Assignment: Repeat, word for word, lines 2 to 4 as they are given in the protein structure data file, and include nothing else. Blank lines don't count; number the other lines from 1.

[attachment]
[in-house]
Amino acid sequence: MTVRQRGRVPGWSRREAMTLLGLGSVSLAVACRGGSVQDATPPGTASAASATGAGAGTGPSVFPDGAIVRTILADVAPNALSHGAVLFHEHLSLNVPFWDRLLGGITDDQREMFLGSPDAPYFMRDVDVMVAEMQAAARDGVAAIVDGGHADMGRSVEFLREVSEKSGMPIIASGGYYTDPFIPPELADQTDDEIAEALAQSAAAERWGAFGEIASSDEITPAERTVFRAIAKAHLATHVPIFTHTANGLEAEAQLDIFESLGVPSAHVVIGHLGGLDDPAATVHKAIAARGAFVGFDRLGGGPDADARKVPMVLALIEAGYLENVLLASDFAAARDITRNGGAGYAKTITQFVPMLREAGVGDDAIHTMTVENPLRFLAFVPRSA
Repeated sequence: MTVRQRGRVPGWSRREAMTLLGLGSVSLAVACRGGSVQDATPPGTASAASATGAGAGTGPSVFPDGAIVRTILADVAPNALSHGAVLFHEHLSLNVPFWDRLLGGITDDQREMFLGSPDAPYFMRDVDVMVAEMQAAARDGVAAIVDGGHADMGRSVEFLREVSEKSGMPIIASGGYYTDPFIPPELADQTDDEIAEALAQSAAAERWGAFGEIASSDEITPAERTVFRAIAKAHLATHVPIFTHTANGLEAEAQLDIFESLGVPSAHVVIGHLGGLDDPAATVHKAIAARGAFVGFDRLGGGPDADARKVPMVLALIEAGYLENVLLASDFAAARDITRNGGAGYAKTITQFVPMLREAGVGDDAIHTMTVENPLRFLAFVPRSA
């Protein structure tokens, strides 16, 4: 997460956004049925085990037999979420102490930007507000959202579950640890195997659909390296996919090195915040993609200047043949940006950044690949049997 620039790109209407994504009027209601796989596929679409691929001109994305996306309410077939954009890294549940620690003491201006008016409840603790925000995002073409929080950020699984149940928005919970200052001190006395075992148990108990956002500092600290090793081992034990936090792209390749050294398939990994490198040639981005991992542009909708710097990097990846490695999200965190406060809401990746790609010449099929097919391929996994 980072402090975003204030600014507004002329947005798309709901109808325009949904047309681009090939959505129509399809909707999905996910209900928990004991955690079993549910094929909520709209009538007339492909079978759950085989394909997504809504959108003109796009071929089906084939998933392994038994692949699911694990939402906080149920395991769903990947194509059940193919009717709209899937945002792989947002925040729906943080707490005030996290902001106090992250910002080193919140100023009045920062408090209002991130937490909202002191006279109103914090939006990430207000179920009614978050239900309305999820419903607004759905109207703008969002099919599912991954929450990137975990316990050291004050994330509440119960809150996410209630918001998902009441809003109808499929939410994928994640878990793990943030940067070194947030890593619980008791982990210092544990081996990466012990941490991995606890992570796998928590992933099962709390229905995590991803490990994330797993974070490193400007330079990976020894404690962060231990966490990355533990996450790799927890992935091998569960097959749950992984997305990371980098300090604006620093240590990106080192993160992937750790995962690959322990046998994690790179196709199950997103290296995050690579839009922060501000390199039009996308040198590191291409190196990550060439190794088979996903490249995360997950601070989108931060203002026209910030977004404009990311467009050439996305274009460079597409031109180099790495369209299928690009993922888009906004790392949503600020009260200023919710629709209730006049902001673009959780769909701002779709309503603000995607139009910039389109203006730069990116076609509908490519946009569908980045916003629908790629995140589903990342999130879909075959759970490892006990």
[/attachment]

Amino acid sequence: MTVRQRGRVPGWSRREAMTLLGLGSVSLAVACRGGSVQDATPPGTASAASATGAGAGTGPSVFPDGAIVRTILADVAPNALSHGAVLFHEHLSLNVPFWDRLLGGITDDQREMFLGSPDAPYFMRDVDVMVAEMQAAARDGVAAIVDGGHADMGRSVEFLREVSEKSGMPIIASGGYYTDPFIPPELADQTDDEIAEALAQSAAAERWGAFGEIASSDEITPAERTVFRAIAKAHLATHVPIFTHTANGLEAEAQLDIFESLGVPSAHVVIGHLGGLDDPAATVHKAIAARGAFVGFDRLGGGPDADARKVPMVLALIEAGYLENVLLASDFAAARDITRNGGAGYAKTITQFVPMLREAGVGDDAIHTMTVENPLRFLAFVPRSA
Repeated sequence: MTVRQRGRVPGWSRREAMTLLGLGSVSLAVACRGGSVQDATPPGTASAASATGAGAGTGPSVFPDGAIVRTILADVAPNALSHGAVLFHEHLSLNVPFWDRLLGGITDDQREMFLGSPDAPYFMRDVDVMVAEMQAAARDGVAAIVDGGHADMGRSVEFLREVSEKSGMPIIASGGYYTDPFIPPELADQTDDEIAEALAQSAAAERWGAFGEIASSDEITPAERTVFRAIAKAHLATHVPIFTHTANGLEAEAQLDIFESLGVPSAHVVIGHLGGLDDPAATVHKAIAARGAFVGFDRLGGGPDADARKVPMVLALIEAGYLENVLLASDFAAARDITRNGGAGYAKTITQFVPMLREAGVGDDAIHTMTVENPLRFLAFVPRSA
């Protein structure tokens, strides 16, 4: 997460956004049925085990037999979420102490930007507000959202579950640890195997659909390296996919090195915040993609200047043949940006950044690949049997 620039790109209407994504009027209601796989596929679409691929001109994305996306309410077939954009890294549940620690003491201006008016409840603790925000995002073409929080950020699984149940928005919970200052001190006395075992148990108990956002500092600290090793081992034990936090792209390749050294398939990994490198040639981005991992542009909708710097990097990846490695999200965190406060809401990746790609010449099929097919391929996994 980072402090975003204030600014507004002329947005798309709901109808325009949904047309681009090939959505129509399809909707999905996910209900928990004991955690079993549910094929909520709209009538007339492909079978759950085989394909997504809504959108003109796009071929089906084939998933392994038994692949699911694990939402906080149920395991769903990947194509059940193919009717709209899937945002792989947002925040729906943080707490005030996290902001106090992250910002080193919140100023009045920062408090209002991130937490909202002191006279109103914090939006990430207000179920009614978050239900309305999820419903607004759905109207703008969002099919599912991954929450990137975990316990050291004050994330509440119960809150996410209630918001998902009441809003109808499929939410994928994640878990793990943030940067070194947030890593619980008791982990210092544990081996990466012990941490991995606890992570796998928590992933099962709390229905995590991803490990994330797993974070490193400007330079990976020894404690962060231990966490990355533990996450790799927890992935091998569960097959749950992984997305990371980098300090604006620093240590990106080192993160992937750790995962690959322990046998994690790179196709199950997103290296995050690579839009922060501000390199039009996308040198590191291409190196990550060439190794088979996903490249995360997950601070989108931060203002026209910030977004404009990311467009050439996305274009460079597409031109180099790495369209299928690009993922888009906004790392949503600020009260200023919710629709209730006049902001673009959780769909701002779709309503603000995607139009910039389109203006730069990116076609509908490519946009569908980045916003629908790629995140589903990342999130879909075959759970490892006990």